The report points out that the Spanish property boom has lead to high levels of household indebtedness, and that real property prices have doubled since 1998, pricing first time buyers out of the market. To deflate Spain’s property bubble the OECD recommends a gradual phasing out of the tax breaks that encourage buying over renting.

Robert Shiller – the Yale University professor who saw the late 90s dotcom bubble for what it was – has also commented on Spain’s real estate bubble. Shiller is quoted in the Spanish daily ‘La Vanguardia’ as saying that “expectations of price increases appear to be driving the property market,” – almost the definition of a bubble. However, ‘La Vanguardia’ also quotes a US university rector familiar with the Spanish property market well as saying “experience shows that Spaniards keep buying property no matter how many times you publish these figures.”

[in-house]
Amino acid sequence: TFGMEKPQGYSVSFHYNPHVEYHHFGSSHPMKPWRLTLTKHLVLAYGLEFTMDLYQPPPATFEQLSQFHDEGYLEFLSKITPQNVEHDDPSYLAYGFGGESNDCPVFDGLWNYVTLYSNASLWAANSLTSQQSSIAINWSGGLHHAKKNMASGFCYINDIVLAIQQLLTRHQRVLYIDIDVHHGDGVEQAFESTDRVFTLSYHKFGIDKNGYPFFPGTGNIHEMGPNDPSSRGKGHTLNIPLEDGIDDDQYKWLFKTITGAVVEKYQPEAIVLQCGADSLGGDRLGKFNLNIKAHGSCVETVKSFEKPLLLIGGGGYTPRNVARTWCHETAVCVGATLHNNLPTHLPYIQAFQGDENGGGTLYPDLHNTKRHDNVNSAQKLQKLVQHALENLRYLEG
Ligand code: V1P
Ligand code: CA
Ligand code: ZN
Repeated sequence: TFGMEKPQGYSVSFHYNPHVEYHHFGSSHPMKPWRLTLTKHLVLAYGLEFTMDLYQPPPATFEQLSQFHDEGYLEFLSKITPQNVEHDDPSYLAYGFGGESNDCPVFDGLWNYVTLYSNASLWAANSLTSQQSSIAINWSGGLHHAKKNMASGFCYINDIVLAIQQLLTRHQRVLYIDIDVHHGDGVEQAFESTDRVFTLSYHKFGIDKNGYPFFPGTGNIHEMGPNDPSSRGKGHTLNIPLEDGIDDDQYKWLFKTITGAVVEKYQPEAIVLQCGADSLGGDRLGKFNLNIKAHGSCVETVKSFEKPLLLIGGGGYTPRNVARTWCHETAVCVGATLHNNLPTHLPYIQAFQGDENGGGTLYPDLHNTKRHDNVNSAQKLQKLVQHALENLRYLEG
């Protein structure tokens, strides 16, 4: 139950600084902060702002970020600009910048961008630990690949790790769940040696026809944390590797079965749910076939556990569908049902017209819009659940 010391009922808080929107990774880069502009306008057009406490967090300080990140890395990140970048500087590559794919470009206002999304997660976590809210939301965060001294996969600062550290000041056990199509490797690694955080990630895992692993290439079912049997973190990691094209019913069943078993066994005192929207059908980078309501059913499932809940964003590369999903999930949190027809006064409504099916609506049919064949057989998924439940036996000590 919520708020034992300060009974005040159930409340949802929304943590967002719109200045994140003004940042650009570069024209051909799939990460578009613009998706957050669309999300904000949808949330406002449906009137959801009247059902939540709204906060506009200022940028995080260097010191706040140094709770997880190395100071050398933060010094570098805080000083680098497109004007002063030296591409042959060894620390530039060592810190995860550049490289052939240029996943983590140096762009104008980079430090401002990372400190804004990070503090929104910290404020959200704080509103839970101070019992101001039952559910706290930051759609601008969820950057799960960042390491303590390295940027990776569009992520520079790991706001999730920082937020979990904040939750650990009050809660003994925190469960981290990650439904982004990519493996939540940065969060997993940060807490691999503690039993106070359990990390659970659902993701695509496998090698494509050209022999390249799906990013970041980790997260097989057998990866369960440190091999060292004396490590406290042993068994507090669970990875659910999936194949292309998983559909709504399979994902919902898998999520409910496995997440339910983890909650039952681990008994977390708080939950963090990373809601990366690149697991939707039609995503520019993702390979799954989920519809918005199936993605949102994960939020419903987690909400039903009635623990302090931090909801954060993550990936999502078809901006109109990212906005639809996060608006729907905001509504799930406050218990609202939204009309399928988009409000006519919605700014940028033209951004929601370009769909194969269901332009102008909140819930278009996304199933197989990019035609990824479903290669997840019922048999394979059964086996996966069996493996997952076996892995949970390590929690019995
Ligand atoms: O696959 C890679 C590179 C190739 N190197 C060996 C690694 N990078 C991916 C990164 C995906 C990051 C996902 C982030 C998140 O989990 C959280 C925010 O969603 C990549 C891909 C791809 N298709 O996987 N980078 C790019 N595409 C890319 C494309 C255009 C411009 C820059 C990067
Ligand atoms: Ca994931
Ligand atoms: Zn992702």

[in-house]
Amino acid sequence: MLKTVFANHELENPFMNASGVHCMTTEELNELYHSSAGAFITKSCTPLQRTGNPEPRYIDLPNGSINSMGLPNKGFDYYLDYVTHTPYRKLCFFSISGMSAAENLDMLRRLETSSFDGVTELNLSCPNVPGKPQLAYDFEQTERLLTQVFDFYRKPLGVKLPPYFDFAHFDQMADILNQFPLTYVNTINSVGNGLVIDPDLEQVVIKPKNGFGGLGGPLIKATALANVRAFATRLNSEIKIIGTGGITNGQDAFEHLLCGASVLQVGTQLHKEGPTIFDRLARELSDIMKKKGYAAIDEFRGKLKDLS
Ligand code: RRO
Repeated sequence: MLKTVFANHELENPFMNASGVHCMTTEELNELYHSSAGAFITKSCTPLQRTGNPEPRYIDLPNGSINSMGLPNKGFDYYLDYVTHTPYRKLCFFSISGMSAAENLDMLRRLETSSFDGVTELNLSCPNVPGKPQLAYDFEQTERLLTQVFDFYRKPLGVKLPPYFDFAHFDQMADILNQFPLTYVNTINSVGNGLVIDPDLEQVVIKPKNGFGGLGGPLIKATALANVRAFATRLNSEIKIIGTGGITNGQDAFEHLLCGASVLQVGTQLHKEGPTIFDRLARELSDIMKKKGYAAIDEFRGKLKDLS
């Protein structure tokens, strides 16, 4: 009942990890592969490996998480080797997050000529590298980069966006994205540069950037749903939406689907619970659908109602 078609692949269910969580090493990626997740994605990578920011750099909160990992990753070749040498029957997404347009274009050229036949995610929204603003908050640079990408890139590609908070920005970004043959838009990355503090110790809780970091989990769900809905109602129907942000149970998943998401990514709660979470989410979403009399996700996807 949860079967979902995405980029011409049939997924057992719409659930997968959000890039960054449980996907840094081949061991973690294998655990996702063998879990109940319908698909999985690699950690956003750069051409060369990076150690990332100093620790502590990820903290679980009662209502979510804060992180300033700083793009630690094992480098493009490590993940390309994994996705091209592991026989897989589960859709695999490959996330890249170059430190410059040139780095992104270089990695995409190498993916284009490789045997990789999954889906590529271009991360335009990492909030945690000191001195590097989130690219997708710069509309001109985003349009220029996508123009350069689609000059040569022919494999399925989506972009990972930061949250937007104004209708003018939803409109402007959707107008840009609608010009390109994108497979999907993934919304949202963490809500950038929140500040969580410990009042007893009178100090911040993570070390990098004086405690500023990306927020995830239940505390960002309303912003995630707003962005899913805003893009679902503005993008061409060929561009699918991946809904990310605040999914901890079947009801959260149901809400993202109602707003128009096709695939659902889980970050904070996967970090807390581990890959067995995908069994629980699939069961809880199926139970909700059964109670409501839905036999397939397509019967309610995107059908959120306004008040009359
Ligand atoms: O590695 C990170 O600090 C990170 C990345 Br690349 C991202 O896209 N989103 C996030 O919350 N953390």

Spanish property inflation falls to  9.1% in 2006

Average national Spanish property prices rose by 9.1% in 2006, according to the figures just released by the Spanish government. This is a significant drop from the 12.8% clocked up in 2005, and the 3rd consecutive year in which the rate of Spanish property inflation has fallen, confirming a trend towards a cooler Spanish property market. A full review of the Spanish property market’s performance in 2006, and the outlook for 2007 will be included in the next bulletin at the end of February.

Meantime, the price guides published by leading property portal www.kyero.com show that the average asking price of property in the regions covered by Kyero.com fell 1.6% to 240,410 Euros at the end of January. Average property prices by size are as follows: 1-bed (€145,000), 2-bed (€200,000), 3-bed (€262,000), 4-bed (€345,000), and 5 bed (€410,000).

Euribor still rising, taking Spanish mortgage costs with it